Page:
Friday, August 31, 2012

The Magicians

The Magicians by Lev Grossman

Quentin Coldwater is brillant but miserable. He's a senior in high school, and a certifiable genius, but he's still secretly obsessed with a series of fantasy novels he read as a kid, about the adventures of five children in a magical land called Fillory. Compared to that, anything in his real life just seems gray and colorless.

Everything changes when Quentin finds himself unexpectedly admitted to a very secret, very exclusive college of magic in upstate New York, where he receives a thorough and rigorous education in the practice of modern sorcery. He also discovers all the other things people learn in college: friendship, love, sex, booze, and boredom. But something is still missing. Magic doesn't bring Quentin the happiness and adventure he though it would.

Then, after graduation, he and his friends make a stunning discovery: Fillory is real.
-Plot summary borrowed from Goodreads

One of the most common quick and dirty summaries for this book is "Harry Potter with college kids." While this is a bland generalization, it's also damn accurate in that it does deal with students at a magical university, and, more to the point, was written for fantasy fans. However. This is a love it or hate it book, and if you go into it looking for the same familiar, comfortable, escapist tropes of many fantasy books, you're in for a rude awakening.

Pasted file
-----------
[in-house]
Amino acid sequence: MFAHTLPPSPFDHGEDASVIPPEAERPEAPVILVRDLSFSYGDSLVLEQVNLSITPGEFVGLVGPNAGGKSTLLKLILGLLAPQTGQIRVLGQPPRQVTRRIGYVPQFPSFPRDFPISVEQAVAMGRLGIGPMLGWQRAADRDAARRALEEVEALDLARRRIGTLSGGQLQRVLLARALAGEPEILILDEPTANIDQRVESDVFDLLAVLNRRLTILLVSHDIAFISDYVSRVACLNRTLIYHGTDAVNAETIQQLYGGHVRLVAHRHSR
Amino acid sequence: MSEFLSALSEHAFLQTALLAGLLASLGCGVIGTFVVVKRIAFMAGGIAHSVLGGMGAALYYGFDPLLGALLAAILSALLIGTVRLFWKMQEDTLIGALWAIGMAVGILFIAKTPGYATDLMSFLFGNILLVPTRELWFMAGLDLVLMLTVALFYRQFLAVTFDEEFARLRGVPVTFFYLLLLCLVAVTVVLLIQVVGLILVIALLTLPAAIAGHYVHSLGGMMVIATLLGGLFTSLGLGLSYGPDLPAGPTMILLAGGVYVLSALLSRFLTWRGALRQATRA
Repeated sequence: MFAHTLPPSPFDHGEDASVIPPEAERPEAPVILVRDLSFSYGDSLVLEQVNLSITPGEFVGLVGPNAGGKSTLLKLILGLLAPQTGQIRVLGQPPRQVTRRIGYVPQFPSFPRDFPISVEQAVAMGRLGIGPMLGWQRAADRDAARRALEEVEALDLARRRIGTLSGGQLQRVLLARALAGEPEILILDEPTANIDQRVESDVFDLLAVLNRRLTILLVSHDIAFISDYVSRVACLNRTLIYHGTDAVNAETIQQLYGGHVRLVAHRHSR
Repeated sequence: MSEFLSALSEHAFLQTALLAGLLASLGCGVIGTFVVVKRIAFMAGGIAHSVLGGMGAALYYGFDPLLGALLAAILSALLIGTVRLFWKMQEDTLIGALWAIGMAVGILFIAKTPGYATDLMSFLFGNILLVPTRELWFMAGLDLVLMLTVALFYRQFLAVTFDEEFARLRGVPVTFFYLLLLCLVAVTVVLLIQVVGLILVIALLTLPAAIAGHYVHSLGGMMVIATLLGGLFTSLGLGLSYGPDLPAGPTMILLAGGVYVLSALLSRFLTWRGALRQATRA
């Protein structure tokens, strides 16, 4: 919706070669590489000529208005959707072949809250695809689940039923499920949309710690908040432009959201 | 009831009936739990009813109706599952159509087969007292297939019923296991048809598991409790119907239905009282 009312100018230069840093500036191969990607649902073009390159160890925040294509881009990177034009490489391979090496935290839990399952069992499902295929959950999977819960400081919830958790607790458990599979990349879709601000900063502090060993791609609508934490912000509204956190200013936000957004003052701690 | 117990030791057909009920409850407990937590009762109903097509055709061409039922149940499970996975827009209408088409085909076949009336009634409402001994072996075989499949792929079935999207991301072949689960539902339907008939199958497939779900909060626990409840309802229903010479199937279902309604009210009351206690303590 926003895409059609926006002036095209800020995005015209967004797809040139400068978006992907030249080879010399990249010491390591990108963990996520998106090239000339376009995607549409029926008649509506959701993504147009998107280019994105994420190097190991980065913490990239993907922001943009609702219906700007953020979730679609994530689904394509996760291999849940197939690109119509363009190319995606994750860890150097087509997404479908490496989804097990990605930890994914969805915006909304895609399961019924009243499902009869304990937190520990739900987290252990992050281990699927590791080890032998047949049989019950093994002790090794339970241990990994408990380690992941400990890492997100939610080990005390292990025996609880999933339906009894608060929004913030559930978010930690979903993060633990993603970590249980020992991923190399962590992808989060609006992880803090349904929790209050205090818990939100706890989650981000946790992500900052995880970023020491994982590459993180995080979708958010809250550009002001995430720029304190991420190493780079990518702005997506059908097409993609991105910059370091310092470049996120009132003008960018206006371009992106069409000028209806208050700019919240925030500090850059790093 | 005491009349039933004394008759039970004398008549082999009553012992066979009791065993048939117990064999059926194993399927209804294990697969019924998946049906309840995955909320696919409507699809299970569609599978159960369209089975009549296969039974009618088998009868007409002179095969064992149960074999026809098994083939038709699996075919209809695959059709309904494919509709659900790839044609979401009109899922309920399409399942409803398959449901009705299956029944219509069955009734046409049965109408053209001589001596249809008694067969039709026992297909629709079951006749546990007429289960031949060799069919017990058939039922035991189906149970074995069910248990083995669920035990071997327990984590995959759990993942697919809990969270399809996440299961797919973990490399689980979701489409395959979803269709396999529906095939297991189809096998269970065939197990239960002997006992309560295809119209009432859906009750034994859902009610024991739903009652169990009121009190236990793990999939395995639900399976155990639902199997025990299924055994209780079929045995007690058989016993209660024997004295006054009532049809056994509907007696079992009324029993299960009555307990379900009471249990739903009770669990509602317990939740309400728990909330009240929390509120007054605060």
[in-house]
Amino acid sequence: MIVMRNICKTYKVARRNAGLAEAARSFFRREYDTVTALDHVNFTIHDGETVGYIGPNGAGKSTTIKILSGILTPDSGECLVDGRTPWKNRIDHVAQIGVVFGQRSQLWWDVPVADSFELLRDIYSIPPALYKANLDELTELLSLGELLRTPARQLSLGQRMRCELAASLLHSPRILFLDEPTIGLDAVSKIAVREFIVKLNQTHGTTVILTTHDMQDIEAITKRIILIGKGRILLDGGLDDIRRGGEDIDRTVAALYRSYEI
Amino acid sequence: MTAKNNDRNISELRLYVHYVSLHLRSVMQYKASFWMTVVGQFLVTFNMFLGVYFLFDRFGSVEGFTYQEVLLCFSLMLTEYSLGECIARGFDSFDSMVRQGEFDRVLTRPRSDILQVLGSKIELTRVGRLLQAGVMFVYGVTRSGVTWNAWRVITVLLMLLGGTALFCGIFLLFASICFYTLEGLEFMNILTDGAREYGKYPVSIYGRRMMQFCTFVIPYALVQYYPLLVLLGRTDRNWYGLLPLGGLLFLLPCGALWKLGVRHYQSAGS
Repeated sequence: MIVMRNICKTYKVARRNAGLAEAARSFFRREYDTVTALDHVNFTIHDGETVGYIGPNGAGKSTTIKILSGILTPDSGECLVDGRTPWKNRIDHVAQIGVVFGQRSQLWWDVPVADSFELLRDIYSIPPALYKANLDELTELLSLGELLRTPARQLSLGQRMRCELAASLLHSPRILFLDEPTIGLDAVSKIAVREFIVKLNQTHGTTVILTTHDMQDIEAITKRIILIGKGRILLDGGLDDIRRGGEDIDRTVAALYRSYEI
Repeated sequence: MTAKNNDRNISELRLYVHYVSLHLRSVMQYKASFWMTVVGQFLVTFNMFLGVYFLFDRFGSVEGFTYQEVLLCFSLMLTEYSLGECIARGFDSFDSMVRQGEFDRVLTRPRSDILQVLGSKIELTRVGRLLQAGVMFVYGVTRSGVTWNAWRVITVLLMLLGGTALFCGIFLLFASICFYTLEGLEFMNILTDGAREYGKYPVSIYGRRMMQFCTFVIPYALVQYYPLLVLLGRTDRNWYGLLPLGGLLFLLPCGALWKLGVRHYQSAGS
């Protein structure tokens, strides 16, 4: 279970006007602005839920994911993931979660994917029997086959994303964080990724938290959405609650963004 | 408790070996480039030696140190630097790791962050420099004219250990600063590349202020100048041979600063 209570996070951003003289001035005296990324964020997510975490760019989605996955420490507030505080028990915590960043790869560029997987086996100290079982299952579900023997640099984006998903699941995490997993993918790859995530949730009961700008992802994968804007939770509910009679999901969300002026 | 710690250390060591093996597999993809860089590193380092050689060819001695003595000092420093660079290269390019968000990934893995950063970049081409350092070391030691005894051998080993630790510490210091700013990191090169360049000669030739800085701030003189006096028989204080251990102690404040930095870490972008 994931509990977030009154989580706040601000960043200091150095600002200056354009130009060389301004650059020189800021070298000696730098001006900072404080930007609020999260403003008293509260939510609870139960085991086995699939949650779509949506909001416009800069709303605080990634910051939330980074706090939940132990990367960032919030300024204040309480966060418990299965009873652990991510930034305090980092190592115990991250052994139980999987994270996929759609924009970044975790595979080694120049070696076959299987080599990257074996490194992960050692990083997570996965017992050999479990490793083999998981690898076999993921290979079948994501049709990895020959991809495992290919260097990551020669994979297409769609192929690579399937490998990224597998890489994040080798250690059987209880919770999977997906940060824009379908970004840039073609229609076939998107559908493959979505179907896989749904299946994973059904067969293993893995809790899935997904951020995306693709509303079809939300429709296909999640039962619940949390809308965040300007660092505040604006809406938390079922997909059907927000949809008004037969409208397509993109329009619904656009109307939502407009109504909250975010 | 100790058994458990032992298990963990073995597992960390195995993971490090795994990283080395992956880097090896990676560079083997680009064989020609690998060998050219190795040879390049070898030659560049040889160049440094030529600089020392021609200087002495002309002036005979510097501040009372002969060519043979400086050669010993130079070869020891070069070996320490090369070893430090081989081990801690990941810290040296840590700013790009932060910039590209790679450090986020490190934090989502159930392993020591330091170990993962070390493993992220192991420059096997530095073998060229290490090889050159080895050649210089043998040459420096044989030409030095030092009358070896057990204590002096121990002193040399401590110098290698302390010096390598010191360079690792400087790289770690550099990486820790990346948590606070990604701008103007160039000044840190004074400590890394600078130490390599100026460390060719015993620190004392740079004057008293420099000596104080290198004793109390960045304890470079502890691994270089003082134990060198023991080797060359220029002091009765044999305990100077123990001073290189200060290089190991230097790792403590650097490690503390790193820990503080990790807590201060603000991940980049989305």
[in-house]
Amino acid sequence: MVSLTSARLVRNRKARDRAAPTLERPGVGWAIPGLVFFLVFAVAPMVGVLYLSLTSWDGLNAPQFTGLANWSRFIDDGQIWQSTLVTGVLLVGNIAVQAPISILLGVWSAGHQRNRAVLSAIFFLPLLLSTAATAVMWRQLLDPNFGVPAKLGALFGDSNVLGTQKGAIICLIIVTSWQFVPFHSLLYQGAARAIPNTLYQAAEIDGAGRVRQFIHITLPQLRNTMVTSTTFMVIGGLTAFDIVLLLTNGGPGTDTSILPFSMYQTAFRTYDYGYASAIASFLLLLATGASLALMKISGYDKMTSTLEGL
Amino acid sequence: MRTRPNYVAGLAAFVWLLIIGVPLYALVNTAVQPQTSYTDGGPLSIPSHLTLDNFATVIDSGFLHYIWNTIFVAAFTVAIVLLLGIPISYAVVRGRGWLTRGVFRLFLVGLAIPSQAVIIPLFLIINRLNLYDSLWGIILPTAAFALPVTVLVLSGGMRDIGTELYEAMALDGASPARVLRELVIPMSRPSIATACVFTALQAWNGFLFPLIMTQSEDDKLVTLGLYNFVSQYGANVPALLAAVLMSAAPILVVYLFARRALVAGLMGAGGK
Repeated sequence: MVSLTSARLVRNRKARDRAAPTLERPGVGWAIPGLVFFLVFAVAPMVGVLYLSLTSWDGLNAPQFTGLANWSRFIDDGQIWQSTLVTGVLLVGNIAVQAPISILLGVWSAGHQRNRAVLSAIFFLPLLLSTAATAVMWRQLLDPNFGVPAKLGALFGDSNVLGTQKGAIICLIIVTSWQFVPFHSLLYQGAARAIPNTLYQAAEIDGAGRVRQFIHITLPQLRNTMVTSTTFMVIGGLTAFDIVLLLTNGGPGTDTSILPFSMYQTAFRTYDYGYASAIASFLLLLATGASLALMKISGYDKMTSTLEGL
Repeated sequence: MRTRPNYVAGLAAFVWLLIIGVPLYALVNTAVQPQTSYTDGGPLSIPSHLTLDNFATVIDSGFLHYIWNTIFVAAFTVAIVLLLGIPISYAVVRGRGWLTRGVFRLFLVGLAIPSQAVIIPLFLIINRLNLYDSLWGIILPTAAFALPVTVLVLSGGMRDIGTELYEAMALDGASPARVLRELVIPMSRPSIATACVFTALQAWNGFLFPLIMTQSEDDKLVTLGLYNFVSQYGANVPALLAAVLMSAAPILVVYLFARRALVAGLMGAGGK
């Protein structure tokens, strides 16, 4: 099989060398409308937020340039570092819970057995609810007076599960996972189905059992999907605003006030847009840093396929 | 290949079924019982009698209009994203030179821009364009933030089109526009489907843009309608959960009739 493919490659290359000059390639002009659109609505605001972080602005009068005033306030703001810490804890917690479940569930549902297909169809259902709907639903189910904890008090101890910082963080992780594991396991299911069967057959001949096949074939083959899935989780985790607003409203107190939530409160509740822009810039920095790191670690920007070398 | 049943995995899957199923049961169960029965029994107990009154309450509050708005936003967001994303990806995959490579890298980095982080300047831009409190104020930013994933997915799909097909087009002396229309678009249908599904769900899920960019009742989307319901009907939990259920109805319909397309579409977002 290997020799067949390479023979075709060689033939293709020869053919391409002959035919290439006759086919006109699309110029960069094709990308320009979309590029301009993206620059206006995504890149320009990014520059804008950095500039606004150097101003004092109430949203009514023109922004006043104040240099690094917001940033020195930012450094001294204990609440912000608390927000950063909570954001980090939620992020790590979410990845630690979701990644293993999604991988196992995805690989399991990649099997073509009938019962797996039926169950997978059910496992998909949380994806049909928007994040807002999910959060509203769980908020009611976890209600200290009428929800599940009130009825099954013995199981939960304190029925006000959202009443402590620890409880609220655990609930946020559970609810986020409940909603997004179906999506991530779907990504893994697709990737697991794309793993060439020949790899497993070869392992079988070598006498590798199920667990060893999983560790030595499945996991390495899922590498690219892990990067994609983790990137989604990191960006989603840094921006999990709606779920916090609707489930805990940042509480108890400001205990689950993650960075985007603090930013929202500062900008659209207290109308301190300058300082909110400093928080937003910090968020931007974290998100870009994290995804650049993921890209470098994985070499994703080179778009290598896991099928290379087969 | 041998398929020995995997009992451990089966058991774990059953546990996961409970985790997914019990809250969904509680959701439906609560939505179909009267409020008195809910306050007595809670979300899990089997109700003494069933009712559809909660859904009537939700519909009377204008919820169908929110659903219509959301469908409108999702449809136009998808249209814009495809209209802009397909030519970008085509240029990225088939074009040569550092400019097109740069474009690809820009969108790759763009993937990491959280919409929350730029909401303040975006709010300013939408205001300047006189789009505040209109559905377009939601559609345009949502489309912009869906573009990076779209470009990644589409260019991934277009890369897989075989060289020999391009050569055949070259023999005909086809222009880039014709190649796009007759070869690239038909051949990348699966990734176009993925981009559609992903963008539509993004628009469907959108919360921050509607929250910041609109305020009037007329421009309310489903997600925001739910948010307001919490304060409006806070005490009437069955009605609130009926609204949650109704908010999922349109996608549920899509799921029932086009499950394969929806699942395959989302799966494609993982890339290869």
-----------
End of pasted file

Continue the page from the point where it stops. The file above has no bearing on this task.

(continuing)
When I say this is a book for fantasy fans, I mean that it is a book written about a character who is one. Quentin has fallen irrevocably in love with a Narnia-esque series, and has convinced himself that his real life is a pale imitation of what it could be. If only magic were real. If only he could break through the wardrobe, onto Platform 9 3/4, down the rabbbit hole. Then, oh, then he would be happy. 

(If you have never had this thought, then I'm not entirely sure what you're doing reading this blog.)

The greatness of this book is how relatable Quentin is. Even if when you want to smack him in the face for being such a self-centered whiner, it's fascinating to see someone who grew up reading about magic dealing with it. It's impossible not to wonder how you would fare at Brakebills, if you would be satisfied, or if, like Quentin, you'd have to start coping with the fact that in life, getting what you want is so often not the happy ending you were banking on. 

The story is a little bit dark, often cynical, and will challenge how you view fantasy. The magic here is that Grossman pulls all that off while reminding you why you love fantasy in the first place. He's not taking snarky jabs at a genre he doesn't care for- he's just giving you a peek behind the curtain. 

(One more note on the tone: Grossman has stated that he was depressed while reading this book, and that after treatment, is a much happier person. I am very interested to see how this affects the next books in the series)


Post a Comment